David W. Meline

Yes. So if you look at -- and we can talk about segments. But if you look at the overall volume trend, what we observed in Q4 was very similar in total to what we saw in Q3. And so our perception right now as a -- on a total overall basis, is that we found the bottom across the various areas where we're seeing pressure, that being Western Europe, that being in the consumer electronics business. We do think that we will continue at this lower level of activity, as we said, through the first quarter and through the first half of the year at some level. So I guess, what I would leave you with is our sense right now is that we are stabilizing here on an overall basis. And barring an economic crisis, which we don't have in our plans, we would say eventually, the next step would be a level of recovery for the business.

Shannon O'Callaghan - Nomura Securities Co. Ltd., Research Division

Okay. And then just on this Avery deal, kind of interesting. I mean, the deals you guys have done recently have been sort of growthier, I guess, I would say. And I know this is trying to reinvent the category or revitalize the category, I guess. But it's a lower multiple, more kind of cost synergy-related type deal. I mean, is that -- might we see more of those types of deals versus sort of more growth-oriented acquisitions?

Inge G. Thulin

Well -- this is Inge. Acquisitions will come in many shapes and forms. And maybe this could be viewed as slightly different than the ones we have done before. However, this -- in this business, scales matter, and this is very important for us in order to be able to build out opposition in that market. So this, we believe that this is very good because we will be able to add innovation to that business. We would be able to streamline our supply chain, mainly we will be able to give better services. And I think, overall, this is good for our customers and also for the shareholders, of course. So I think generally speaking, that it's slightly different, it's very much U.S.-based. But in this business, scales matter and we will be able to add a lot of value to our customers. We will also, with this business, be able to expand outside of United States. So we think, overall, this is a good addition for our Consumer and Office business. And it's a core for 3M. We know how to do this and have done it very well in the past.

Shannon O'Callaghan - Nomura Securities Co. Ltd., Research Division

Yes. No, I agree, it looks good. Obviously, I guess, I was just curious in terms of your pipeline of deals. Are there more things like this, where it's sort of a lower-priced deal where can add scale to something you already have versus maybe expanding into some new growthier areas that you're not currently directly in?

David W. Meline

Yes, if I could, Shannon. What I -- take away from this is that we haven't changed our approach in terms of the pipeline. We're still interested in, not only deals like this that add scale and leverage, but importantly, we think that to continue to have a chance to grow the business as we foresee doing, that we're also looking and will continue to look at transactions that involve businesses that might help our growth rate.

Operator

[Operator Instructions] Our next question comes from the line of John McNulty from Crédit Suisse.

Abhiram Rajendran - Crédit Suisse AG, Research Division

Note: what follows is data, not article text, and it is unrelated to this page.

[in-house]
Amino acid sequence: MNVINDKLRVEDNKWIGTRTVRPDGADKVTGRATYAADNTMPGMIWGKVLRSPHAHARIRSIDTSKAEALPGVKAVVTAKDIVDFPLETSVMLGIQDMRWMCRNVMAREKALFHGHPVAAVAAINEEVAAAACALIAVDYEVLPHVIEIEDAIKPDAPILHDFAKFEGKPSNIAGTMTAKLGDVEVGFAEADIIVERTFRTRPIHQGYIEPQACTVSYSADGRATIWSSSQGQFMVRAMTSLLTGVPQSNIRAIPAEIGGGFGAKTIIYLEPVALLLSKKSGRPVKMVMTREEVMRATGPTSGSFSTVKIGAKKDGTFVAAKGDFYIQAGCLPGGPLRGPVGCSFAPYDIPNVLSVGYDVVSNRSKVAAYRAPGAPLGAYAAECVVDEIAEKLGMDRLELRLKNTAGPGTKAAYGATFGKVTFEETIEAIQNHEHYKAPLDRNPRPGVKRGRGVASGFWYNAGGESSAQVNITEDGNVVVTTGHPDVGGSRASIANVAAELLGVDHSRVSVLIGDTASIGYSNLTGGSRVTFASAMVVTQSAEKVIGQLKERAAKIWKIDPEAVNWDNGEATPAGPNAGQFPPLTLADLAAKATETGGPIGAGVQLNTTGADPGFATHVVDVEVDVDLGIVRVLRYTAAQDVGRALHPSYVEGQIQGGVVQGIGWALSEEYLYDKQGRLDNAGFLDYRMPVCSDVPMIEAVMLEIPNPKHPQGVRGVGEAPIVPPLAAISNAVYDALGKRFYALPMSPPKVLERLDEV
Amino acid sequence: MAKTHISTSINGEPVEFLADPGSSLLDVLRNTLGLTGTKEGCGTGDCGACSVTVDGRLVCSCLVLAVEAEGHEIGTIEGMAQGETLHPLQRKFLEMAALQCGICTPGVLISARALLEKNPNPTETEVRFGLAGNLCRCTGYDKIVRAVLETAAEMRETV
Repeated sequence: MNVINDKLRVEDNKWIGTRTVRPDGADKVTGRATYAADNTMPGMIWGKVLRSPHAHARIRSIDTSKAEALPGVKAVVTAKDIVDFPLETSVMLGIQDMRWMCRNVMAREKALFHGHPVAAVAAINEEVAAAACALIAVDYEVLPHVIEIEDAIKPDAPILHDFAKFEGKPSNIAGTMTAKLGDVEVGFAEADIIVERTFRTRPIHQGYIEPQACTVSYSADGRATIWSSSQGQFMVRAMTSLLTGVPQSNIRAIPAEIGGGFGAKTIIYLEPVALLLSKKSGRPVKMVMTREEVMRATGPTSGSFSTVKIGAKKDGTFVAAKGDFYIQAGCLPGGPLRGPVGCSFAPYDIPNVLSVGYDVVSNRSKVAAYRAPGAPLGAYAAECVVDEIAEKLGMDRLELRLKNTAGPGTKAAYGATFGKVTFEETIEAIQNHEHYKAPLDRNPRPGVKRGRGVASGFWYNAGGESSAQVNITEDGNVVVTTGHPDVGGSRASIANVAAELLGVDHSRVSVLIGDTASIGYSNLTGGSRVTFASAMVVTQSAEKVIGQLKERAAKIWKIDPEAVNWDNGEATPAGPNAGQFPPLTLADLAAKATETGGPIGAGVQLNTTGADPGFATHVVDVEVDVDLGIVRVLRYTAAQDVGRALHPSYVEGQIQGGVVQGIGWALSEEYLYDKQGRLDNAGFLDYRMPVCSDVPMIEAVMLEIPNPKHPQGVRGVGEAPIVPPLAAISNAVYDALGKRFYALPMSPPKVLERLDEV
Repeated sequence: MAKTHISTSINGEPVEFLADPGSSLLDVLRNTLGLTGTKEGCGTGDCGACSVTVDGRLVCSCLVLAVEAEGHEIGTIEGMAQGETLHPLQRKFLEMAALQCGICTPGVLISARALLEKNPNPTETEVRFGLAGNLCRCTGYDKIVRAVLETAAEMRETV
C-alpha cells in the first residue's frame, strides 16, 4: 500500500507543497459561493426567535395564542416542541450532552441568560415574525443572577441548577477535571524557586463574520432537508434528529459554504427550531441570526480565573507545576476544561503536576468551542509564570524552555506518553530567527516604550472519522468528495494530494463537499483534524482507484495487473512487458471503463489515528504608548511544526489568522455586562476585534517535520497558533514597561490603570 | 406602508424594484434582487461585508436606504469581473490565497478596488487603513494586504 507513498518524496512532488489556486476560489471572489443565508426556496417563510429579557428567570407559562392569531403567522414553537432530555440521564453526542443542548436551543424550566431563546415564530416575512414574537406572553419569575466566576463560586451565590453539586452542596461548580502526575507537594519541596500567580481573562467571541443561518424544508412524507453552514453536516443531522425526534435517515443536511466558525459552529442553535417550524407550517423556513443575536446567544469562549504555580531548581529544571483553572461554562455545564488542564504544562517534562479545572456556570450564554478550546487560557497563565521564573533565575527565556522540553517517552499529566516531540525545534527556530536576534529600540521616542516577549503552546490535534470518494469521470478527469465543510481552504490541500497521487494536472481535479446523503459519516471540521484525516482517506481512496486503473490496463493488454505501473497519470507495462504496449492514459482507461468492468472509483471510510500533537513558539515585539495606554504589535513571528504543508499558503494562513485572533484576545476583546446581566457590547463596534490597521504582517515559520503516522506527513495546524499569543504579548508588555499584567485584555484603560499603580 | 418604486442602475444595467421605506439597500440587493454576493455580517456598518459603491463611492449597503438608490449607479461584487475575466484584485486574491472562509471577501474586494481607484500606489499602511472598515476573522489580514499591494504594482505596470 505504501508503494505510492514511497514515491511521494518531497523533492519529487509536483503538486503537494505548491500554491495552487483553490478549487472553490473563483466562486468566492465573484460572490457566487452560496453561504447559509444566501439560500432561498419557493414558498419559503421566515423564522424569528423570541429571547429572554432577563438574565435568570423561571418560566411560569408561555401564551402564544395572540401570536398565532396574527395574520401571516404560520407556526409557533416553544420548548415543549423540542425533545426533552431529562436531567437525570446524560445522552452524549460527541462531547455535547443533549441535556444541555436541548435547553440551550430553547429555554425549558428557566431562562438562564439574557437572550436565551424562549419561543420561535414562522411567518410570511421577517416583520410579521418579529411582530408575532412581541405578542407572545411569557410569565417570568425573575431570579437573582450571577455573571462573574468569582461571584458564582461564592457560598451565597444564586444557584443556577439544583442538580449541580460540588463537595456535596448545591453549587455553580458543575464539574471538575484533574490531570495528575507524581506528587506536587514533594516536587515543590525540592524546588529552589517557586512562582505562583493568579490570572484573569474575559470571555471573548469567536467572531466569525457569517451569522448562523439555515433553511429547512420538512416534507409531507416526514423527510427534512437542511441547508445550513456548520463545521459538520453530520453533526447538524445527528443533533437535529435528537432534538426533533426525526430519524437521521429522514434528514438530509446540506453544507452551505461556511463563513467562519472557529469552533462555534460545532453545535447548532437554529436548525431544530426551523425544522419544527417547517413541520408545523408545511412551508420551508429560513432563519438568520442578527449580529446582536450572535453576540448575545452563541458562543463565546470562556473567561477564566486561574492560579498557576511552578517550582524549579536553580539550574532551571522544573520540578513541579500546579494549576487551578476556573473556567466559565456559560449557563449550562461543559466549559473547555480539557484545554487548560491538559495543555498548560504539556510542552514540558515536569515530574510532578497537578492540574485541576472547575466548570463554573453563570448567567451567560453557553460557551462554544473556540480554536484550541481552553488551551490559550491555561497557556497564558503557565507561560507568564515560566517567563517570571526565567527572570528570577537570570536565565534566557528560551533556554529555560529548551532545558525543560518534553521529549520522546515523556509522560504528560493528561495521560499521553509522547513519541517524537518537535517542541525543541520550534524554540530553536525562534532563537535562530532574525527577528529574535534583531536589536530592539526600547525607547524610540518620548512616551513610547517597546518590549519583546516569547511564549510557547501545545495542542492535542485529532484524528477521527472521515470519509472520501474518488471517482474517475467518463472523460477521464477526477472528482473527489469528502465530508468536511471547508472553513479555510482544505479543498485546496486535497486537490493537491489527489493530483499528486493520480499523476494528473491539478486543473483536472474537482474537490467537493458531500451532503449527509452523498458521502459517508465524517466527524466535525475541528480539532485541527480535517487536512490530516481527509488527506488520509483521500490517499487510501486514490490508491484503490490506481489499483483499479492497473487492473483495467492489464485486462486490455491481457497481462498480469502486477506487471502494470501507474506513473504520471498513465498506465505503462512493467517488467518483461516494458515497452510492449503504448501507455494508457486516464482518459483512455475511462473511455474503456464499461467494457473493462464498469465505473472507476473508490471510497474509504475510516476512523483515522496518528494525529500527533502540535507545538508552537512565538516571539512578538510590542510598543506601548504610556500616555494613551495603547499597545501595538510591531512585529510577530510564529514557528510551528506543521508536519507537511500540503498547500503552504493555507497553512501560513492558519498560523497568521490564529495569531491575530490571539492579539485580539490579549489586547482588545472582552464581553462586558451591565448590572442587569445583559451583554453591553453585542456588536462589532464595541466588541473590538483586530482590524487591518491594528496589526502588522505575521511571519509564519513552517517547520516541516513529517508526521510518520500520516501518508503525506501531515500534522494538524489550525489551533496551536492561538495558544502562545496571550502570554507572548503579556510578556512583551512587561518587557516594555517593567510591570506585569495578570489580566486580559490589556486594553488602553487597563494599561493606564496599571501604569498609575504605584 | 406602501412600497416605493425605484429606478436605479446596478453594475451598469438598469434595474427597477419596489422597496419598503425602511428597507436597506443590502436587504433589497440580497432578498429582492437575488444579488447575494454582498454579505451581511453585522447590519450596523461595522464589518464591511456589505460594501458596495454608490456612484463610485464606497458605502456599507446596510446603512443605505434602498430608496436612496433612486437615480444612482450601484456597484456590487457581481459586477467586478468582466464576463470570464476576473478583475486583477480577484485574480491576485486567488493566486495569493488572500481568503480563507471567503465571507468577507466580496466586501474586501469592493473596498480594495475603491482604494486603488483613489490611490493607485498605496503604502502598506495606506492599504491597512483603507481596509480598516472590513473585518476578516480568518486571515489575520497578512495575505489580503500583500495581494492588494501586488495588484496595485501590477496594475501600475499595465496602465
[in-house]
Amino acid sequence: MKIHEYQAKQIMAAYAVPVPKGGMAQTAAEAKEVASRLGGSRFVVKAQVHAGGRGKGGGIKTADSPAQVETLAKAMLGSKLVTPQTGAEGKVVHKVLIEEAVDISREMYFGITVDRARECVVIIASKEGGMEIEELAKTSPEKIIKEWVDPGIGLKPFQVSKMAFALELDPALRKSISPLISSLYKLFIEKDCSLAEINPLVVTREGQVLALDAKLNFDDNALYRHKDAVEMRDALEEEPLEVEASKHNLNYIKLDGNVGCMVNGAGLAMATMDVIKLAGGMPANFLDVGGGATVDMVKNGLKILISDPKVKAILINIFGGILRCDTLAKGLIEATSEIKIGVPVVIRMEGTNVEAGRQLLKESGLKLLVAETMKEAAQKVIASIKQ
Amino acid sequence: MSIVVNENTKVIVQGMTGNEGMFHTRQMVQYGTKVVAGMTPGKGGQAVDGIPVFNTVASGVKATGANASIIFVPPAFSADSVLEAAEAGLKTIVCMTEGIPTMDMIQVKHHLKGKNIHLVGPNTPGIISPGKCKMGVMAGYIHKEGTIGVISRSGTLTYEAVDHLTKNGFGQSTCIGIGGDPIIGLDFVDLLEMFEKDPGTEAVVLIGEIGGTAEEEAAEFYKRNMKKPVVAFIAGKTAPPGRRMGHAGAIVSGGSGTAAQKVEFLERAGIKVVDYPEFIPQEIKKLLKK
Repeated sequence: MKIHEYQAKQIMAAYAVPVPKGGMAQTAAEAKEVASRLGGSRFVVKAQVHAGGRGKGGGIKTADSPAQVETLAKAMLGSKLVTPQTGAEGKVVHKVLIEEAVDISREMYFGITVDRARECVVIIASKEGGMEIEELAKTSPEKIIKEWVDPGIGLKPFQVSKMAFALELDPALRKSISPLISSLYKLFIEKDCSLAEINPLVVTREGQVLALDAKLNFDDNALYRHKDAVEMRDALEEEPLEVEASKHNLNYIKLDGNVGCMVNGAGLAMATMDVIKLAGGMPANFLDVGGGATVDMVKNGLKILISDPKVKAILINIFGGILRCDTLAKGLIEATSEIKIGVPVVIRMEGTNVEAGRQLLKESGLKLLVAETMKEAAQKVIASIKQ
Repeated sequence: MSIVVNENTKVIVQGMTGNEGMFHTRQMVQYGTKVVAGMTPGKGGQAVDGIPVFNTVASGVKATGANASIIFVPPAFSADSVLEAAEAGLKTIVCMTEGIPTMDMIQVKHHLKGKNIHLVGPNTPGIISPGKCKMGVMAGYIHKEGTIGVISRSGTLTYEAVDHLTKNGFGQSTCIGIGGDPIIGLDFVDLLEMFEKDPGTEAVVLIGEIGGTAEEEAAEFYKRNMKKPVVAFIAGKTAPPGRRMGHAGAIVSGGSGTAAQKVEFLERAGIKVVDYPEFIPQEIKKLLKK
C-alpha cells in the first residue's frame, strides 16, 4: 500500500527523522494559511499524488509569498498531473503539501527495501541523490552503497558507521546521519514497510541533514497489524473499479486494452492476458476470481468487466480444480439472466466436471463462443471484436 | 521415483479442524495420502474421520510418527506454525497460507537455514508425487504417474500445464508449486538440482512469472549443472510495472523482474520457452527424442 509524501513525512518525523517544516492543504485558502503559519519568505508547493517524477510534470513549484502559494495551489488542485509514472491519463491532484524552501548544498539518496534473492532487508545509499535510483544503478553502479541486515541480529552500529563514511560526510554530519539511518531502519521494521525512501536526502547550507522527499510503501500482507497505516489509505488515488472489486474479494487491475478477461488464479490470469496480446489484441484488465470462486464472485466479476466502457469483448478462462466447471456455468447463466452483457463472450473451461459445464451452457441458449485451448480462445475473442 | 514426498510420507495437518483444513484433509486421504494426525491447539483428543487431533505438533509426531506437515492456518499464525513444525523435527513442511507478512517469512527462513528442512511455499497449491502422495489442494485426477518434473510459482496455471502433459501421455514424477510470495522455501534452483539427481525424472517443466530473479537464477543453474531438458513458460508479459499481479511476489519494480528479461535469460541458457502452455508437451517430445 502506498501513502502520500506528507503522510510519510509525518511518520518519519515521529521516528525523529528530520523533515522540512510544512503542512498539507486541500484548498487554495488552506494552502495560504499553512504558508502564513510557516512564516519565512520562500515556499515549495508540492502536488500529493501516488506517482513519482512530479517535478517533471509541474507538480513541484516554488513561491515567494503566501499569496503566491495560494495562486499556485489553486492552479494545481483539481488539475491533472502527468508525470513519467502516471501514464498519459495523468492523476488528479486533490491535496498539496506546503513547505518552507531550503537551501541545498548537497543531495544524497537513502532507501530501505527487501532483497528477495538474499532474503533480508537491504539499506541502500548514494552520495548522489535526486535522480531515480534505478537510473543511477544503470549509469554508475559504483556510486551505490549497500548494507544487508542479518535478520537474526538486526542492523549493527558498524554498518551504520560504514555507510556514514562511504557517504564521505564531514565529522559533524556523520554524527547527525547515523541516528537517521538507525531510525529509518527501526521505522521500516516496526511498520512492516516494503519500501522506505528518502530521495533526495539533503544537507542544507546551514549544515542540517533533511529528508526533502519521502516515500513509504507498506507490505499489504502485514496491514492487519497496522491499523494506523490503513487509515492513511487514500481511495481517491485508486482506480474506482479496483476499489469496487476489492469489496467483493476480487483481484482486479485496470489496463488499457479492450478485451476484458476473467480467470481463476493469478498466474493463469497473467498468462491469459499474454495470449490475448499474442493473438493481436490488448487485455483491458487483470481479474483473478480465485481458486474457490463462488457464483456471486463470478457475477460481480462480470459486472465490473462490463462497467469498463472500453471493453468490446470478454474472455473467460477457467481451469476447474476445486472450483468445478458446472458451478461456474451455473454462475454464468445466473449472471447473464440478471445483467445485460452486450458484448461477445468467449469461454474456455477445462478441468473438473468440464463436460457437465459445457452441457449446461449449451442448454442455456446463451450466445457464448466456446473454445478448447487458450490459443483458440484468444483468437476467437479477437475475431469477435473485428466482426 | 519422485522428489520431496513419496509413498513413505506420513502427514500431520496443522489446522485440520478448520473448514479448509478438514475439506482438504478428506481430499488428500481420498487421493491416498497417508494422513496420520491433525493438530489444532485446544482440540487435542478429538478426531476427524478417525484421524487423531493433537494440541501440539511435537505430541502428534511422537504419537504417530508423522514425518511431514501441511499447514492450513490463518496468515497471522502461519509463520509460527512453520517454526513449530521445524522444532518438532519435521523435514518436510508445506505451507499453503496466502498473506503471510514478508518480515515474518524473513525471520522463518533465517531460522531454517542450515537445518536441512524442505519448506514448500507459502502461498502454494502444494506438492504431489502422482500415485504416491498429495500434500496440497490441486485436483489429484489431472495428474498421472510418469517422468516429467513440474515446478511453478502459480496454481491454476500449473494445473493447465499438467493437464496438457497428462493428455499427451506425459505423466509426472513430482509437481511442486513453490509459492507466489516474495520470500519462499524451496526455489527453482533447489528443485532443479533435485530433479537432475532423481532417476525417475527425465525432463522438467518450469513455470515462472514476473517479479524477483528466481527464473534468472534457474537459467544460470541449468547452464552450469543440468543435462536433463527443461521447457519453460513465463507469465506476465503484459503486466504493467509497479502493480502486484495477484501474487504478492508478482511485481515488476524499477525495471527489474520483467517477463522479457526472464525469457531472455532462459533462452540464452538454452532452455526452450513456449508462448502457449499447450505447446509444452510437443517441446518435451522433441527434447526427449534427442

This is Abhi Rajendran calling in for John. Could you talk a little bit about your expectations for the linearity of volumes through the course of 2012? Are you expecting an incremental pickup through the course of the year? Or is there a bigger step-up baked in for the second half potentially?

David W. Meline

Yes. So what I would say is if you look at the volume trend, just like the outlook for the economy, we do see a rising volume trend in the second half, which would be a combination of both the way the economy's developing. If you look at Western Europe, Global Insight, for example, it's calling for a positive economic growth by the fourth quarter. If you look at the electronics business, which is impacting us, that obviously has some very dynamic features to a correction, which are a very hard and fast trend down. And typically, a recovery also looks like that, which is a pretty vertical recovery. So depending on the segment, I think it's fair to say that we would expect to see some acceleration in the second half. And the other element of that, which we've talked about in the past is if you look at the inventory cycle, that's a very relevant impact on our business. So if you look at our reported volume in Q4, it was about 1%. But we believe that if you adjust for inventory, it would have been closer to 5%. So if you think about that inventory cycle, we expect that, that, too, would then be reversing as we move through 2012.

Abhiram Rajendran - Crédit Suisse AG, Research Division

Okay, great. And just a quick follow-up, excluding the acquisition effect, margins in Consumer and Office were basically flattish year-over-year despite the top line growth. Was this driven by some heightened spending? Or was there any other factor driving this? And also, how are you thinking about margins in 2012, including the potential addition of Avery's business?

David W. Meline

Yes. So you got it right, which is that if you look at the margin year-over-year, it was down. But excluding the acquisition, it was flat to up a little bit. We do expect -- it's a tough consumer environment out there right now, in particular in the emerging -- in the mature markets where we have the biggest presence. So what we expect is that kind of a tough environment will continue. And if I think about 2012 margins in Consumer, I expect they'll be pretty flat with 2011.

Matt Ginter

And Abhi, just to reiterate, you asked about Avery. Any impacts from Avery are not in our guidance at this point in time. So as we get closer to close, we'll provide some more insight there.